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Woman With Time On Her Hands

Susanna Kaufmann ... one of the few master watchmakers in Israel

 Timing is everything, they say, and that literally holds true for Susanna Kaufmann, one of the few remaining master watchmakers in the country.

Danish-born Susanna studied to be a dental technician in her native Denmark. The course also included optics and watchmaking. Impressed by her technical sense and dexterity, one of her teachers encouraged her to follow a new career path, one where fine motor coordination, mathematics, and patience are the tools of the trade.

"You could be the best watchmaker in the world!" he told her. With these motivating words in mind, Susanna went on to complete her university studies and a two-year apprenticeship, before opening up her own shop in Copenhagen at the age of 22.

Clients bringing their clocks for repair would be taken by surprise to see such a young girl behind the counter, often remarking, "Maybe your father should take a look at it." They were amazed when she answered, "My father is a dentist - I am the watchmaker."

Brought up in a Zionistic family that escaped from Nazi Germany to Denmark, Susanna visited Israel several times, including a stint as a volunteer on Kibbutz Sdot Yam. She dreamed of living in Israel and eventually came on aliyah in 1991.

Within just six weeks, she opened her own shop on Ibn Gvirol Street in Tel Aviv, and thanks to some complimentary newspaper articles and word of mouth recommendations, she was in business and never looked back.

Susanna acknowledges, however, that watchmaking is a dying trade and it is rare to find professionals nowadays. The work requires fine motor coordination and use of fine machinery. She spends hours bent over her worktop, painstakingly crafting and producing the tiny gears and parts required to mend the worn movements that make the clock tick.

"Years ago, a boy would get his first watch as a present for his barmitzvah," she says. "Today, although there are, of course, very expensive time pieces on the market, a watch has become so common, digital and cheap that it is no longer considered a special gift."

There was a watch-making school in Jerusalem at one time, but that closed over thirty years ago. Would her 23-year-old son, Adir, ever consider following in her footsteps? "He is studying mathematics in Canada and will eventually do something totally different."

It is clear, however, that most people hate to part with family heirlooms, especially clocks. "They are beautiful and expensive and usually the craftsmanship is of high quality, which you do not come across today, and they have irreplaceable sentimental value."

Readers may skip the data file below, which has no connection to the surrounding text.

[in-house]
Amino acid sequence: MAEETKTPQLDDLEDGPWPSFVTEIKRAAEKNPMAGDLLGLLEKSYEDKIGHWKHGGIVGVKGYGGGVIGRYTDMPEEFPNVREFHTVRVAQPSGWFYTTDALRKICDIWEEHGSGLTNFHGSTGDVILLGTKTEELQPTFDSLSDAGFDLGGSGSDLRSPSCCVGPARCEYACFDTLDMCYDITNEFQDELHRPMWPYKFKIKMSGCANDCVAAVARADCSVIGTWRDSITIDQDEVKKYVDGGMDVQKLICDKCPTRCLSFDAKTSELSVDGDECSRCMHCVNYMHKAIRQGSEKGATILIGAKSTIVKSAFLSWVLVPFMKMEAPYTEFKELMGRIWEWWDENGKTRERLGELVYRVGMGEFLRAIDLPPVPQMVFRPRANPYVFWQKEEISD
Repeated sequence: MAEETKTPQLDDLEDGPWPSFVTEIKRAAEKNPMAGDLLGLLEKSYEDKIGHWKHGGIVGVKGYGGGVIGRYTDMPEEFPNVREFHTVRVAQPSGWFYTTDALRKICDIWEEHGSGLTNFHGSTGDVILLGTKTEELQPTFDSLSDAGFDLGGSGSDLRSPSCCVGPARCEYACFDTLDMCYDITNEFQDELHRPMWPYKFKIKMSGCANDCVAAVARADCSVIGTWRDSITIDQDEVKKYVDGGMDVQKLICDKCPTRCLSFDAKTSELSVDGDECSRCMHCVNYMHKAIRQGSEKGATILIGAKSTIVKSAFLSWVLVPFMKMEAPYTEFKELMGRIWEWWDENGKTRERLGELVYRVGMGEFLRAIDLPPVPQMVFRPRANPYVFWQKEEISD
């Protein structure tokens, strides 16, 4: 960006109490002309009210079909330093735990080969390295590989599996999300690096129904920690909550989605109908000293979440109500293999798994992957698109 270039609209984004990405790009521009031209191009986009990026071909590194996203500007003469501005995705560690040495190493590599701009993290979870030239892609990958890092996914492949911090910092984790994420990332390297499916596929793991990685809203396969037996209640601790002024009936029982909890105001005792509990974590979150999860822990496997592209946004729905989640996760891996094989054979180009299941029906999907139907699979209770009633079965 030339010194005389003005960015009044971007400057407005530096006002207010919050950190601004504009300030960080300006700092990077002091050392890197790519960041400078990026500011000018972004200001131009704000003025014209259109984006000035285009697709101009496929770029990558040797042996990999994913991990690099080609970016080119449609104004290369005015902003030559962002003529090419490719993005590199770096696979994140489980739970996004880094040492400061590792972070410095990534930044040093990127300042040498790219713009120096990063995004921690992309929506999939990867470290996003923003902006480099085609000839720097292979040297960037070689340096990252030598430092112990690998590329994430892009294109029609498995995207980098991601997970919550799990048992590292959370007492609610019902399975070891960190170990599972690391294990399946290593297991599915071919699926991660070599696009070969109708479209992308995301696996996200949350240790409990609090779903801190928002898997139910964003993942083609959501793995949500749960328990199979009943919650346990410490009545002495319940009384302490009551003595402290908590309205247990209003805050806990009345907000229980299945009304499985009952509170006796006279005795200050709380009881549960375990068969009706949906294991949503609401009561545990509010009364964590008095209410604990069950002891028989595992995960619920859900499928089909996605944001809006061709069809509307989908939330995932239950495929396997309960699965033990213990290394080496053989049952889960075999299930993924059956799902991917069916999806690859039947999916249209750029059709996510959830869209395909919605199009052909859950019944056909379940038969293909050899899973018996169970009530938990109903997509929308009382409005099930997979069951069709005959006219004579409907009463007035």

She recalls opening up a wooden clock and finding a note inside dated 1919 that said, "Please take care of me because my owner really loved me but sadly had to sell me."

"Once, a client in Tel Aviv asked me to come to see if I could repair an old grandfather clock," Susanna recalls. "He offered me two smaller mantle clocks in lieu of payment. I agreed. When I opened up one of the clocks, I found a small leather pouch full of jewelry. There was a beautiful diamond ring, gold chains and pendants."

She decided she would go back to the client and test his reaction.

"As soon as he saw the pouch his eyes filled with tears. His wife had died eleven years before. He knew she kept her jewelry in a pouch somewhere safe but he could not find it and always suspected his daughter-in-law of taking it, causing a serious family rift for all those years.

Susanna's shop and upstairs workroom are now located in Lev HaPark in Raanana. Her clients come to her from Metulla to Eilat, either to purchase antique grandfather clocks or for repairs. She is always inundated with work, but that does not stop her from volunteering to help ESRA.

Over the past five years, every watch sold in the ESRA vintage shop in Kfar Saba has been checked by Susanna, and she always donates new batteries and ensures the watch is in working order before it is sold.



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Thursday, 29 February 2024

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